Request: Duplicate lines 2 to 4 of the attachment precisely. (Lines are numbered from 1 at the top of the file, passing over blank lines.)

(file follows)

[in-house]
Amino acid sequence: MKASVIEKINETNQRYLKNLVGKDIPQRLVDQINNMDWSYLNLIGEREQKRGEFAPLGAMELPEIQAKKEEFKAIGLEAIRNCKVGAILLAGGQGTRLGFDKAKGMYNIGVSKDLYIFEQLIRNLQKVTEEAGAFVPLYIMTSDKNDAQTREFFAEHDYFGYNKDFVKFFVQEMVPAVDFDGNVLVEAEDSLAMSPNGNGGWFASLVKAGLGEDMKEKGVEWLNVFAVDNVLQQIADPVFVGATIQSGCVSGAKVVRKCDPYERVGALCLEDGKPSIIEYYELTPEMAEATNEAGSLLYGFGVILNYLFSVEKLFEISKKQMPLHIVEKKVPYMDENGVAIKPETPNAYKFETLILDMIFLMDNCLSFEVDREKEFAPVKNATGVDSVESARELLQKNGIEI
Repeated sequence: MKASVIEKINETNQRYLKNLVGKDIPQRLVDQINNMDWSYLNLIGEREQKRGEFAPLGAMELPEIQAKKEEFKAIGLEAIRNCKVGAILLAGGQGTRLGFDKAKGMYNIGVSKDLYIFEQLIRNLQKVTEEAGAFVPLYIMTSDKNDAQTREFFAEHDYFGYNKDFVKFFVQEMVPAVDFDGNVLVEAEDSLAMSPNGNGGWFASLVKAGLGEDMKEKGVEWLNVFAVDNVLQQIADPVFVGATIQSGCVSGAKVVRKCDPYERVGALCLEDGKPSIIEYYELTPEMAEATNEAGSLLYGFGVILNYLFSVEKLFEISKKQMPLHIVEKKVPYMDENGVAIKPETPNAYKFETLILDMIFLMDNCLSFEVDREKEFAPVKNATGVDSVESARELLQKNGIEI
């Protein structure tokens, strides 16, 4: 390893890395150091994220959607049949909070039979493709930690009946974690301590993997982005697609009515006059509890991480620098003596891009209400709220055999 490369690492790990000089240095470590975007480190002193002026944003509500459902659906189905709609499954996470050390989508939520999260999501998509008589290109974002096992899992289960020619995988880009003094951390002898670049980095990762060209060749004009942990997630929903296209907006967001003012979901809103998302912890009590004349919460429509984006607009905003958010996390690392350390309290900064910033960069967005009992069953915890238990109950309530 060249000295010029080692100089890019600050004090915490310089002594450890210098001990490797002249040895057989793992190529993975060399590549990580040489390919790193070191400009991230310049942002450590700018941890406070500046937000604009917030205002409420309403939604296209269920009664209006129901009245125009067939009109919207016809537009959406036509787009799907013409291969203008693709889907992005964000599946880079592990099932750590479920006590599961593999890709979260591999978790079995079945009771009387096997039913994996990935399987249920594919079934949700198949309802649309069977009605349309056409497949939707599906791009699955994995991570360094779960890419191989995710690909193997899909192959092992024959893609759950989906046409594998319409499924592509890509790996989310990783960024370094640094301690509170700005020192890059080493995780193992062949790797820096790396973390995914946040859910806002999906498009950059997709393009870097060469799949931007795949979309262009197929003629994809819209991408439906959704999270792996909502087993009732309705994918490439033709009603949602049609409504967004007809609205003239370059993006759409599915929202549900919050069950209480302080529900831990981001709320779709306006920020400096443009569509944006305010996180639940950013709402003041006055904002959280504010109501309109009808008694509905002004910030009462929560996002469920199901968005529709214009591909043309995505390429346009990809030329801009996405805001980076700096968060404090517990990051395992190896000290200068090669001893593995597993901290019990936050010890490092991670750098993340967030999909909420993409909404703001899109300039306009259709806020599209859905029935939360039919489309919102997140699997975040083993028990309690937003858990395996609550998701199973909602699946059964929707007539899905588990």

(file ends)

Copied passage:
Amino acid sequence: MKASVIEKINETNQRYLKNLVGKDIPQRLVDQINNMDWSYLNLIGEREQKRGEFAPLGAMELPEIQAKKEEFKAIGLEAIRNCKVGAILLAGGQGTRLGFDKAKGMYNIGVSKDLYIFEQLIRNLQKVTEEAGAFVPLYIMTSDKNDAQTREFFAEHDYFGYNKDFVKFFVQEMVPAVDFDGNVLVEAEDSLAMSPNGNGGWFASLVKAGLGEDMKEKGVEWLNVFAVDNVLQQIADPVFVGATIQSGCVSGAKVVRKCDPYERVGALCLEDGKPSIIEYYELTPEMAEATNEAGSLLYGFGVILNYLFSVEKLFEISKKQMPLHIVEKKVPYMDENGVAIKPETPNAYKFETLILDMIFLMDNCLSFEVDREKEFAPVKNATGVDSVESARELLQKNGIEI
Repeated sequence: MKASVIEKINETNQRYLKNLVGKDIPQRLVDQINNMDWSYLNLIGEREQKRGEFAPLGAMELPEIQAKKEEFKAIGLEAIRNCKVGAILLAGGQGTRLGFDKAKGMYNIGVSKDLYIFEQLIRNLQKVTEEAGAFVPLYIMTSDKNDAQTREFFAEHDYFGYNKDFVKFFVQEMVPAVDFDGNVLVEAEDSLAMSPNGNGGWFASLVKAGLGEDMKEKGVEWLNVFAVDNVLQQIADPVFVGATIQSGCVSGAKVVRKCDPYERVGALCLEDGKPSIIEYYELTPEMAEATNEAGSLLYGFGVILNYLFSVEKLFEISKKQMPLHIVEKKVPYMDENGVAIKPETPNAYKFETLILDMIFLMDNCLSFEVDREKEFAPVKNATGVDSVESARELLQKNGIEI
């Protein structure tokens, strides 16, 4: 390893890395150091994220959607049949909070039979493709930690009946974690301590993997982005697609009515006059509890991480620098003596891009209400709220055999 490369690492790990000089240095470590975007480190002193002026944003509500459902659906189905709609499954996470050390989508939520999260999501998509008589290109974002096992899992289960020619995988880009003094951390002898670049980095990762060209060749004009942990997630929903296209907006967001003012979901809103998302912890009590004349919460429509984006607009905003958010996390690392350390309290900064910033960069967005009992069953915890238990109950309530 060249000295010029080692100089890019600050004090915490310089002594450890210098001990490797002249040895057989793992190529993975060399590549990580040489390919790193070191400009991230310049942002450590700018941890406070500046937000604009917030205002409420309403939604296209269920009664209006129901009245125009067939009109919207016809537009959406036509787009799907013409291969203008693709889907992005964000599946880079592990099932750590479920006590599961593999890709979260591999978790079995079945009771009387096997039913994996990935399987249920594919079934949700198949309802649309069977009605349309056409497949939707599906791009699955994995991570360094779960890419191989995710690909193997899909192959092992024959893609759950989906046409594998319409499924592509890509790996989310990783960024370094640094301690509170700005020192890059080493995780193992062949790797820096790396973390995914946040859910806002999906498009950059997709393009870097060469799949931007795949979309262009197929003629994809819209991408439906959704999270792996909502087993009732309705994918490439033709009603949602049609409504967004007809609205003239370059993006759409599915929202549900919050069950209480302080529900831990981001709320779709306006920020400096443009569509944006305010996180639940950013709402003041006055904002959280504010109501309109009808008694509905002004910030009462929560996002469920199901968005529709214009591909043309995505390429346009990809030329801009996405805001980076700096968060404090517990990051395992190896000290200068090669001893593995597993901290019990936050010890490092991670750098993340967030999909909420993409909404703001899109300039306009259709806020599209859905029935939360039919489309919102997140699997975040083993028990309690937003858990395996609550998701199973909602699946059964929707007539899905588990």